Needing 21 minutes and 29 seconds to convert a 4K video to 1080p, the Latitude 7320 Detachable outpaced the ThinkPad X12 Detachable (22:54 seconds) and the Surface Pro 7+ (23:41) in a redemption round of sorts. The average premium laptop takes 16:54.
Dell didn't skimp on the storage drive. The 1TB M.2 PCIe NVMe SSD in our Latitude took only 45 seconds to duplicate a 25GB mixed-media file for a transfer rate of 597.7 megabytes per second. The X12 Detachable (408 MBps, 512GB SSD) was slower while the Surface Pro 7+ (348.3 MBps, 256GB SSD) limped to the finish line.
Latitude 7320 Detachable graphics
There is not much to say here that you don't already know. The Latitude 7320 isn't meant for gaming or running graphics-intensive programs. That said, integrated Xe Graphics is more capable than what we've seen in previous years and should have no problems with web-based tasks and most software suites.
Running at only 17 frames per second at 1080p resolution, Sid Meier's Civilization VI: Gathering Storm was unplayable on the Latitude 7320 Detachable as it failed to reach our 30-fps threshold. For what it's worth, the Latitude topped the Surface Pro 7+ (15 fps, Iris Xe) and the ThinkPad X12 Detachable (12 fps, Iris Xe) by a few frames. The category average is 28 fps.
On the 3DMark Fire Strike synthetic benchmark, the Latitude 7320 Detachable hit 3,982 which is above the ThinkPad X12 (3,706) and the Surface (3,215) but below the average (4,687).
Dell Latitude 7320 Detachable battery life
The Latitude 7320 Detachable's battery life is decent if short of class-leading. The tablet endured for 9 hours and 18 minutes on the Laptop Mag battery test, which involves continuous web surfing over Wi-Fi at 150 nits.
The Dell outlasted the Surface Pro 7+ (8:49) by about half an hour but fell well short of the ThinkPad X12 Detachable (11:00). While it couldn't outlast the average in this category (10:04), the Latitude does reach our recommended 9 hours of battery life threshold.
Latitude 7320 Detachable cameras
Take a picture, throw a party, build a time capsule. Whatever you do to mark a special occasion, do it now because the 5-megapixel, 1080p webcam on the Latitude 7320 Detachable is fantastic compared to 99% of the webcams we test.
Just look at this photo I snapped in my dimly lit office with the lights turned off and minimal sunshine streaking in from an overcast sky. You can see individual pores in my cheeks, stray hairs sticking out of my unkempt beard, and small wrinkles on the edges of my aging eyes. Also, the colors are accurate; you can make out my rosy complexion and the yellow hue in my collar although the yellow stripes in my shirt are fainter in this picture than they are in person.
The rear-facing 8MP camera takes decent shots and will do in a pinch if you don't have your phone around. This photo I shot of a PS5 controller on my patio table has nice vibrant colors and shows good details but look closely and you'll notice blurring around the edges of the controller and ink bottles.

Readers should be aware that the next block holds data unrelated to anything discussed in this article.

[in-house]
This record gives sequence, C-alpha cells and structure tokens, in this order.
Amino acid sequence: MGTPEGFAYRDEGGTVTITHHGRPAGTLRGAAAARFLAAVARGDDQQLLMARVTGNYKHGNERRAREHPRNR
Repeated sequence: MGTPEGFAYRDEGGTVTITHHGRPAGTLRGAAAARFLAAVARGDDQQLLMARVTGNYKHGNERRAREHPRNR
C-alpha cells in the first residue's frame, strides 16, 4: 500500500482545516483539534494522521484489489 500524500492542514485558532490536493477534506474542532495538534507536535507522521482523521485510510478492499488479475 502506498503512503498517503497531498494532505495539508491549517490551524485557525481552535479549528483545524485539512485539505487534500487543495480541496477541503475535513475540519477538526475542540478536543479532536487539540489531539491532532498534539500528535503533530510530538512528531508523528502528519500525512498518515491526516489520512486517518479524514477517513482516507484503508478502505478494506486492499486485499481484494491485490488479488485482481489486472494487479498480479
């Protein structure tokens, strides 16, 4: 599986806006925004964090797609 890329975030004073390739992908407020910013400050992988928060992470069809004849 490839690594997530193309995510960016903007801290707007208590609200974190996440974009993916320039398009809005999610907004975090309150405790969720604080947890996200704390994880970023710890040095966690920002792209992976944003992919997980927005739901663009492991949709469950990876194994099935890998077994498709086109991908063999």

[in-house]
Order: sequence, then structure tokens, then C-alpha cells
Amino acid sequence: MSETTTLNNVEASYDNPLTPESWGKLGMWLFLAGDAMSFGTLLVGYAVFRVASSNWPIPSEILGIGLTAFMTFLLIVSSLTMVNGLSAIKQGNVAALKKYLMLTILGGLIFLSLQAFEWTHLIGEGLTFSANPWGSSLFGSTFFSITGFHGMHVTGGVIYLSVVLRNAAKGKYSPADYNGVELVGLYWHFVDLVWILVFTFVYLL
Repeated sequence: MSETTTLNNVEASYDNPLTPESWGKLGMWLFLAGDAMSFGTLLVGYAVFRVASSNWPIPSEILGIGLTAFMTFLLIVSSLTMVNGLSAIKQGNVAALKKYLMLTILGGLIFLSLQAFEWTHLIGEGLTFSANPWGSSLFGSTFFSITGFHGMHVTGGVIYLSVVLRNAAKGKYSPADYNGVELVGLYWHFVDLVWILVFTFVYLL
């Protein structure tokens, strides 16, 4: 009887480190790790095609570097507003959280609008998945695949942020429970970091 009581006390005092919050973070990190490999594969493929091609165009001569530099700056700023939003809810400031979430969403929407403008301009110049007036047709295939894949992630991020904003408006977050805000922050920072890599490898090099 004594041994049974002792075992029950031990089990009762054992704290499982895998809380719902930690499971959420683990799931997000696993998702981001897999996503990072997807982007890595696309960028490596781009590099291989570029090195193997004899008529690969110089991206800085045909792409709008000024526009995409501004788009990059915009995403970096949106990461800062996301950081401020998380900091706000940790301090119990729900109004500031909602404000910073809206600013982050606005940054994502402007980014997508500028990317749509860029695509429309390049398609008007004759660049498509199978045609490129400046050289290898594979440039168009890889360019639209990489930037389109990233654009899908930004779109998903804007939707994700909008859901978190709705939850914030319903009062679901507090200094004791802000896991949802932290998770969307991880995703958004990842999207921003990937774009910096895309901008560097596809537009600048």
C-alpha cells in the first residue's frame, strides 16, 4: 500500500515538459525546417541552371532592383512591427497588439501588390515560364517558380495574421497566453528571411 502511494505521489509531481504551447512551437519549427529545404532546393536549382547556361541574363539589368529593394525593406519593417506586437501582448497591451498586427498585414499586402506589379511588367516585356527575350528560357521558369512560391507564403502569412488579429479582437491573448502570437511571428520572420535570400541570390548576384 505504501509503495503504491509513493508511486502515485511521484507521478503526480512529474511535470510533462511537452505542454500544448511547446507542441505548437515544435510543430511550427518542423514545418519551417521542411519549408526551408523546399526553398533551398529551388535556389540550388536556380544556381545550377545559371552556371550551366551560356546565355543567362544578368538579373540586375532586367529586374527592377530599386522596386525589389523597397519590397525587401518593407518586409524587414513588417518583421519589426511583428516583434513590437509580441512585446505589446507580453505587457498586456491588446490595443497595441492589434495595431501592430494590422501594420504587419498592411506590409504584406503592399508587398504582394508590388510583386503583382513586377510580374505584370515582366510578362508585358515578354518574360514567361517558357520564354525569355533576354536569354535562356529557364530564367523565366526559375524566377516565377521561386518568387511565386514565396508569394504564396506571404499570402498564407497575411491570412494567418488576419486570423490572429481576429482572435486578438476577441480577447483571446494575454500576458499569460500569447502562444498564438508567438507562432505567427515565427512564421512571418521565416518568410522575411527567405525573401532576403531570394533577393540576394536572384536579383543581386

Latitude 7320 Detachable software
Dell added only a few of its own programs to the Windows 10 Pro OS installed on the Latitude 7320 Detachable.
One you will want to keep is Dell Command, a simple app that checks for the latest BIOS, driver, and firmware updates to ensure your system has the latest features and patches. Dell Power Manager is self-explanatory, giving you extensive battery settings so you can extend the life of your battery and ensure your system never powers off when you need it most.
I'm especially impressed by Dell Optimizer which adapts to how you use your PC so certain features activate without manual input. For example, using ExpressSign-in, Optimizer will automatically log you in by detecting your presence as you get closer to the tablet. The app also prioritizes your network for the programs you use most, and AI reduces background noise during conference calls.
Thankfully, there aren't too many other apps clogging up the Latitude's storage. You won't find any kid's games, only your typical Microsoft-owned apps like Groove Music, Xbox Console Companion and the Office Suite.
The Latitude 7320 Detachable comes with a one-year warranty with the option to extend to up to five years. See how Dell fared during Tech Support Showdown and Best and Worst Brands, our annual special reports.
The days of the Surface Pro being the only viable detachable tablet are well and truly behind us. Lenovo proved as much with the ThinkPad X12 Detachable and now Dell has released one of the best hybrid tablets to date in the Latitude 7320 Detachable. It may not change the formula much, but the Latitude nails each ingredient, providing a bright and vivid 13-inch display, a comfortable and convenient keyboard, and plenty of security options for business users.
The sleek metal chassis feels premium and is as portable as other options on the market, although I wish the kickstand weren't as flimsy. And while it might not be the fastest ultra-portable PC, the Latitude 7320 had no problems running my demanding workloads. Oh, and I'd be remiss not to mention the outstanding 5MP webcam which is one of the best we've ever seen on a tablet or laptop.
Overall, the Latitude 7320 Detachable is an excellent detachable tablet with several advantages over its Microsoft and Lenovo rivals — it earns a strong recommendation for those who have a large enough budget.